Giles: So next year you will pick up the shows that have been dropped off of this season?

Vaughn: That’s the plan. We aren’t canceling these productions. Our designers have already done so much work to prepare for these plays. We want to honor that.

Giles: So the plan is to have five total shows run in July and August. Outside you’ll have Richard the III, Pericles, and The Comedy of Errors. Meanwhile, The Pirates of Penzance by Gilbert and Sullivan will run indoors.

Vaughn: Essentially, we will have two casts. A Shakespeare cast doing three shows in rep outside and a musical cast performing inside. We are also remounting our one-actor play, Every Brilliant Thing, in the Anes Studio Theatre. That show is all about hope and optimism, which we can all use right now. We are also going to use our amazing education tour actors who were sharing Every Brilliant Thing with schools across Utah over the fall and winter as part of that cast. So even if people saw that production here last year, or at their school, they can have the chance to see it with a new actor this summer.

Giles: How did you make the decisions about which shows exactly to run in 2020 and which to delay?

Vaughn: We’ve looked back at schedules from the early years at the Festival to think about “how did they used to do this?” We’ve had a lot of growth over the last 58 years, but this started with three Shakespeare plays on an outdoor platform. This year we will have three Shakespeare plays in our beautiful outdoor Engelstad theater. We can look back at our roots and remember the really practical ways that shows can succeed within a scaled back approach. Shakespeare plays have always been brilliant in part because they are simple to produce. We also look at our mission. Our mission is producing Shakespeare and other classics. Of course, it helps with the budget that Shakespeare and The Pirates of Penzance are all in the public domain.

Giles: That was a stroke of fortune you couldn’t have predicted would matter so much when you selected the season. I imagined there was a nod to honoring Fred Adams, who performed as the Major General last time the Festival did that show, but there again you couldn’t have known Fred would pass this year when the show was chosen.

Fred Adams, the founder of the Utah Shakespeare Festival, in a 2015 interview with UTBA.

Vaughn: No. This is one of the amazing things about how this is all coming together. We always want to honor Fred. I think about him every day. We want to make him proud.

Giles: I’m sure he’s smiling down, proud to know that he laid out a solid foundation even for a hard time like this. I think it’s important to acknowledge that there is a lot of grief about all these changes. It’s wonderful that the Festival can continue in some capacity, but I think we all feel like we have lost so much to this pandemic.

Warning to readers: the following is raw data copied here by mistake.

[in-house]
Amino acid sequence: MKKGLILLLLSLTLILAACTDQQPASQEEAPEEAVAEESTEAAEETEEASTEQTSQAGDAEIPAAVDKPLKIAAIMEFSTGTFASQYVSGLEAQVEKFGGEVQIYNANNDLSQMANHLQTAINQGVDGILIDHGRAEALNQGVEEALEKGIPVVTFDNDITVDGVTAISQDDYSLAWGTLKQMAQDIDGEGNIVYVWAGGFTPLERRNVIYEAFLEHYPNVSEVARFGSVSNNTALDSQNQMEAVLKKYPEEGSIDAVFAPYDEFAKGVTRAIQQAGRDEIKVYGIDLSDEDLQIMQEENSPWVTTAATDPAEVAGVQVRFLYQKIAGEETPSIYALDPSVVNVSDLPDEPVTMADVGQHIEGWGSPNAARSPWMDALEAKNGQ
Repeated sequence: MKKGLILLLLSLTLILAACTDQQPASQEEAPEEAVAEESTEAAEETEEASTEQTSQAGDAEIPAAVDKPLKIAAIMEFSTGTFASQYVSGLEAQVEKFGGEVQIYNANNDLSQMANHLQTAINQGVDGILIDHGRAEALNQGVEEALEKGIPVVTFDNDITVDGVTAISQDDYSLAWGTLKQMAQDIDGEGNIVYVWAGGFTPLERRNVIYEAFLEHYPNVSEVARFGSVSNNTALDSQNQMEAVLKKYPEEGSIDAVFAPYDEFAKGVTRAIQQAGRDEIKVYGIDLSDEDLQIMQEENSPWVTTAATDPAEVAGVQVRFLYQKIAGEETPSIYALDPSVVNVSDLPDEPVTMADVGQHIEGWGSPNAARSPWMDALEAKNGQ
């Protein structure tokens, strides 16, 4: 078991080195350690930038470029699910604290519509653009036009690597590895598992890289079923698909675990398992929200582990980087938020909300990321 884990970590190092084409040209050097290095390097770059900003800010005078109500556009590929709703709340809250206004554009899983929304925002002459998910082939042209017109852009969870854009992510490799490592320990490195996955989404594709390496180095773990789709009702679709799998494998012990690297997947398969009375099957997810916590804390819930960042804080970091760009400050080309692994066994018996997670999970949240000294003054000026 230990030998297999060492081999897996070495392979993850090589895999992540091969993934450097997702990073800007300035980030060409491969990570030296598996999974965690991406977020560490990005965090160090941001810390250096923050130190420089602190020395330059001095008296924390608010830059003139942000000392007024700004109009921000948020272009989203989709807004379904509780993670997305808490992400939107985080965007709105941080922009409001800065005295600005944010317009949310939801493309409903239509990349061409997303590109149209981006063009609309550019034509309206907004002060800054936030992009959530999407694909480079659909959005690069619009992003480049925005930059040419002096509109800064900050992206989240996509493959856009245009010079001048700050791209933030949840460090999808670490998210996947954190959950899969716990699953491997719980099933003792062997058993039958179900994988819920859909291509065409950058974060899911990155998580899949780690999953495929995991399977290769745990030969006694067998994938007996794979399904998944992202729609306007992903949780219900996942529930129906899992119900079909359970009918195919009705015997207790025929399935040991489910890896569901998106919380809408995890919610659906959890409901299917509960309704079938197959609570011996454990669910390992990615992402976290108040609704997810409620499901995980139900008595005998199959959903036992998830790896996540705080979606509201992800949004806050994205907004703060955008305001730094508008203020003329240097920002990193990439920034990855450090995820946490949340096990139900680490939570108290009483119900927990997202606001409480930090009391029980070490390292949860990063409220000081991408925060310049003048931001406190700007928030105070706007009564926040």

Vaughn: There really is a lot of grief in our collective letting go of plans, jobs, and of course to lives that have been lost. I had to make some really difficult phone calls to actors as we have made these decisions. They all took it so well. They were so wonderful and understanding. But yes, this crisis is having a huge impact on the lives of people we love. Grief is what we are all experiencing together. That is what the theatre is all about, allowing us to process all the most important human emotions, like grief, together in one space at one time. There is nothing else like it.

Giles: What do you think the lasting impacts of this crisis will be on the theatre community?

Vaughn: Right now there is so much struggle and so many immediate challenges to navigate. There are some silver linings, but so much hardship. The community has hope for what is next. The festival is very lucky to have been around for so long and to have so much support. We’ve had so many people reaching out to share their love and support. This is a community that cares for each other. We can grieve together and we can laugh together.

Giles: Shakespeare is the master of grief and joy in one line.

Larry Bull (left) as Earl of Kent, Tony Amendola as Lear, and David Pichette as Fool in the Utah Shakespeare Festival’s 2015 production of King Lear. (Photo by Karl Hugh. Copyright Utah Shakespeare Festival 2015.)

Vaughn: Now more than ever we need the power of theatre and Shakespeare to be our blueprint. It shows us the things we need now more than ever: empathy, unity, reconciliation, hope. People have been reminded that Shakespeare wrote King Lear while the theatre was closed by the plague. That play is his masterwork in many ways.

Giles: That’s a hopeful thought. Somewhere in quarantine some upstart crow is writing a new masterpiece.

Vaughn: Absolutely. Creativity comes from limitations. And I think there are going to be amazing new stories and art that come from this. These limits can spark a new wave of creativity for this form. Theatre is a way we celebrate what it means to be human. And once we can safely start to emerge from this isolation we are all going to be ready to celebrate. The theatre is a place where we can share the experience of being human, live, in real time. I think we are going to have a renewed sense of the human spirit after we have been forced to be alone for so long. So, come to the Festival and celebrate with us.

For more information about the Utah Shakespeare Festival and its 2020 season, visit www.bard.org.